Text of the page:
"Yes, ma'am. You'll excuse my speaking to you, but I could not help hearing what you said, and I know that I could give you satisfaction. I did all Madame Davoust's work when she was court dressmaker."

The lady looked inquiringly at her companion. "What do you say, Louise?"

"Well, my dear, if you wish such a dress. You need not pay unless you are satisfied with it."

"No, of course not. What is your name, please?"

"Mrs. Raby."

"Well then, Mrs. Raby, you quite understand that I shall require the dress to be absolutely as well finished as the one in the window, material and cut identical."

"Yes, madam."

"And it must be ready by next Monday before ten o'clock."

"Very well, madam."

"And your price is ten pounds, inclusive."

"Ten pounds, madam."

"I have your solemn promise that the dress shall be the same, and that I shall have it on Monday by ten?"

"I promise you, madam."

"Well, then, you may call this afternoon, and take your measurements. Mrs. Clive is the name, 73, Palace Gardens." She gave a nod, and turned again to her companion, while the dressmaker, with another very critical glance at the dress in the window, hurried off upon her way.

A busy morning lay before her, for her foulard was to be purchased at one shop, her linings at another, her braid and her buttons at yet another, all down in the depths of the City, far away from West-end prices. At last, with her arms full of brown paper parcels, she gained her 'bus, and drove out to Brompton, where in a quiet side street of two-storeyed houses, a small brass plate, "Mrs. Raby, costumier and dressmaker," showed where she carried on her modest business.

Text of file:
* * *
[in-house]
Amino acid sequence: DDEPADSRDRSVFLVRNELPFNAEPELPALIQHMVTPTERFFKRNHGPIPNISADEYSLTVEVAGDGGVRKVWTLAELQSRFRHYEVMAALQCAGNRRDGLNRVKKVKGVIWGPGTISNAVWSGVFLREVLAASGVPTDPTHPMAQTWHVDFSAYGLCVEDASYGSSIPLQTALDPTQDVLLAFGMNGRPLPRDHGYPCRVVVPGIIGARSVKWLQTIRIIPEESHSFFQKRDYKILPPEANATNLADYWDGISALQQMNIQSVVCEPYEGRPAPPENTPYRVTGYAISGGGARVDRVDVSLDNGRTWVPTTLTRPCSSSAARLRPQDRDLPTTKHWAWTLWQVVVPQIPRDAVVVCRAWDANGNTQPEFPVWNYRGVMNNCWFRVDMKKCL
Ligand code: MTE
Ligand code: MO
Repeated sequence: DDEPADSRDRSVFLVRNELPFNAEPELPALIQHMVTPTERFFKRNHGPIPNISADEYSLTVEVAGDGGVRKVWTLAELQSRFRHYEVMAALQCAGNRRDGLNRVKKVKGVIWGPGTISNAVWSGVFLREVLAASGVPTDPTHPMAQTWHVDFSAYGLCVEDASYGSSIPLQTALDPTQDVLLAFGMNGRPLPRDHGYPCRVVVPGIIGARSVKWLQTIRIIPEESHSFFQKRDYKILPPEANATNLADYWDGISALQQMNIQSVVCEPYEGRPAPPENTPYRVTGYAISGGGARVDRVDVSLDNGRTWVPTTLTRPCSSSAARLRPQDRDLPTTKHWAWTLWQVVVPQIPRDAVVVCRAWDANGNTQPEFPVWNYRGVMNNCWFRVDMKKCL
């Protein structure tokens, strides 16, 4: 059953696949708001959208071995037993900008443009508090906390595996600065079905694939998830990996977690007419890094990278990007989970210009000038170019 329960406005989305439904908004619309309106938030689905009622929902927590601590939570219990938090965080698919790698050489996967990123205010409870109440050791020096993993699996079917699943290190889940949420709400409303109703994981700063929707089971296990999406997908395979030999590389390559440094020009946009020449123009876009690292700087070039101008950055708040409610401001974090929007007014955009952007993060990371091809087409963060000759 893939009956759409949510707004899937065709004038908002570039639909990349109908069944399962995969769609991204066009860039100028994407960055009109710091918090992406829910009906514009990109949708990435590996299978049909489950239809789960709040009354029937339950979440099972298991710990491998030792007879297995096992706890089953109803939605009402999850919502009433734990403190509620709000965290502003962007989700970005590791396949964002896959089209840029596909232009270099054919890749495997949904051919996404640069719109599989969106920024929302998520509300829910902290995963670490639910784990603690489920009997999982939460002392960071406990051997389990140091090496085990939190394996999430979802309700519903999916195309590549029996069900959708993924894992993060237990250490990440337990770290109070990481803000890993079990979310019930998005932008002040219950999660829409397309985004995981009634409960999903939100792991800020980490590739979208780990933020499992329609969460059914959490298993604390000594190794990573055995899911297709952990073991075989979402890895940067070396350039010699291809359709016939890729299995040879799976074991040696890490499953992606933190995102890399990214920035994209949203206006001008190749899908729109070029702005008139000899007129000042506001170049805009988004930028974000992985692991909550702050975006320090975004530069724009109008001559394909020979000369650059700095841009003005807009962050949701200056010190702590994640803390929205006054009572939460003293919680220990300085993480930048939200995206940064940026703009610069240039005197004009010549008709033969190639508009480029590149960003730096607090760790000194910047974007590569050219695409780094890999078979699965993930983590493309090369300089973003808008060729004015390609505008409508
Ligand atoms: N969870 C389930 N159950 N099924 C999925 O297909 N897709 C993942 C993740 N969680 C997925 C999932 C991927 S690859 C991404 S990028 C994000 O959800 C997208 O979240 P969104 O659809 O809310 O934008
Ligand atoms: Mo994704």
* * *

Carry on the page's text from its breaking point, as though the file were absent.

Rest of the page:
In the front room an assistant was whirring away upon a hand sewing machine, running a seam down the edge of a dress, while all round her lay heaped masses of cloth, grey strips of lining, and rolls of braid.

"Whose is that, Anna?" asked Mrs. Raby.

"It is Mrs. Summerton's." The assistant was a broad-faced, good-humoured girl, with red hair and freckles.

"Ah, you must be very careful with it. She is most particular. The front cut straight, and the back gored and cut on the cross."

"Yes, Mrs. Raby. It's coming out fine."

"I have a new order, a foulard dress, which must be ready by Monday. This is the stuff, and I shall have the measurements this evening. It will take us all our time. Is Mr. Raby in?"

"Yes, he came in half an hour ago."

"Where is he?"

"In the back room."

Mrs. Raby closed the door, and went into the next apartment. A small man, black bearded and swarthy, was seated at a side table, stooping over a box of colours and a small oval piece of ivory, upon which he was beginning to paint a background. He was a peaky, irritable-looking person, with sunken cheeks, a nervous manner, and a very large piece of blue-ribbon in his button-hole.